Poor maintenance leads to off-airport landing

This May 2010 accident report is provided by the National Transportation Safety Board. Published as an educational tool, it is intended to help pilots learn from the misfortunes of others.

Aircraft: Piper Cherokee Six Injuries: None. Location: Alpine, Texas. Aircraft damage: Substantial.

What reportedly happened: The pilot reported that the pre-takeoff run-up was normal, however, on the takeoff roll he noted an increase in the EGT, which was reading 1450° instead of the usual 1400°.

He increased mixture to lower the temperature. The engine operations seemed to normalize until he became airborne and the engine lost power. The EGT was still high at 1440°. The pilot attempted to land on the remaining stretch of runway. There was not enough room for him to bring the airplane to a stop. The Piper ran off the runway and hit a fence.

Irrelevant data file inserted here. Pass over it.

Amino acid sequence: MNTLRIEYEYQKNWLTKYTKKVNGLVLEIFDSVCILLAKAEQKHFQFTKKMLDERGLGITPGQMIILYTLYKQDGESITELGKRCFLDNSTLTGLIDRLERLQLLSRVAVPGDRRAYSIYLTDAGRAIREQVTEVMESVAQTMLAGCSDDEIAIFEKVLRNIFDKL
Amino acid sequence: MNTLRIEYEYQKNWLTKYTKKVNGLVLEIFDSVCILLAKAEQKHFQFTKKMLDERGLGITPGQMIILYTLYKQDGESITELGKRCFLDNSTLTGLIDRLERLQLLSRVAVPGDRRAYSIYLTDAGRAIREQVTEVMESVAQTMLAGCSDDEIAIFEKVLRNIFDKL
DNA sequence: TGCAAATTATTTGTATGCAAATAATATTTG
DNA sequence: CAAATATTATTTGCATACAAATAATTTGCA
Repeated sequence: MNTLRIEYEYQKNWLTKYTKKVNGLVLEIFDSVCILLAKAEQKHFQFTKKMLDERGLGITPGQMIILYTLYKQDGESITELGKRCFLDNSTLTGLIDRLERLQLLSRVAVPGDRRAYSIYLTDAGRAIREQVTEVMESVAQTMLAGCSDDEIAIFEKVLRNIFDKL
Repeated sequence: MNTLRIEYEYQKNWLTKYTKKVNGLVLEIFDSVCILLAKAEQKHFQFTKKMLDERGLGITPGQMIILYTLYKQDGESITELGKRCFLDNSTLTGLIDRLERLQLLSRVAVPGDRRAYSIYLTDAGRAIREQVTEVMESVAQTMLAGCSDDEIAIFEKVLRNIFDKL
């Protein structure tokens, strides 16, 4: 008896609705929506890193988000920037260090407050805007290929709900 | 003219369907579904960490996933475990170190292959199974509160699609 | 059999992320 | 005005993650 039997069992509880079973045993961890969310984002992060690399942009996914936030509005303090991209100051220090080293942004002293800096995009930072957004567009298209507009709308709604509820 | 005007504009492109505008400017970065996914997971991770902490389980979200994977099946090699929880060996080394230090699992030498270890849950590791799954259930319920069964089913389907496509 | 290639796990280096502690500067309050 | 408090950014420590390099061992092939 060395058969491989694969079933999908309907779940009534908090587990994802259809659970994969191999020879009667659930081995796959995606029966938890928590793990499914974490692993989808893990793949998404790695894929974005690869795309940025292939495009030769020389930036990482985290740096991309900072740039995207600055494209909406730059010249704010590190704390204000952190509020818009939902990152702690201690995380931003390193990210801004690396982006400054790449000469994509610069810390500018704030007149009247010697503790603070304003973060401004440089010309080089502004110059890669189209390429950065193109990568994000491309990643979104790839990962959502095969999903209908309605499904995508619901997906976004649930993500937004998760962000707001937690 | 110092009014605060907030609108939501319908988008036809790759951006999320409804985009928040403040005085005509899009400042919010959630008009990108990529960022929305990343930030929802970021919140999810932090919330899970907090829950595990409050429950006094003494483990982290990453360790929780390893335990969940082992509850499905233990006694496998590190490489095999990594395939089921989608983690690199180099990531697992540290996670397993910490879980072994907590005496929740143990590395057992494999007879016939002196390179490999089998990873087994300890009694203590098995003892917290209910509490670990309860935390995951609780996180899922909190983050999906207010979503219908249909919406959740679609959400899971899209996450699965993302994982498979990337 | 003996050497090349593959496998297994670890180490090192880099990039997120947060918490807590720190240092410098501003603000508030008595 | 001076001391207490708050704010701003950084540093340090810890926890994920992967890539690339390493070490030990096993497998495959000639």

Examination of the engine revealed that the flexible hose and two clamps that connect the intercooler to the turbocharger inlet were not installed properly, which caused the flexible hose to slide out of position. The engine had been overhauled in 2007 and installed back on the airplane using the same propeller and accessories. There were no entries between the time the engine was installed to the date of the accident that indicated that either the turbocharger or the intercooler had been worked on. The last annual inspection was performed exactly one year before the accident.

Probable cause: Improper installation of the flexible hose and two clamps that connect the intercooler to the turbocharger.

For more information: NTSB.gov. NTSB Identification: CEN10LA259



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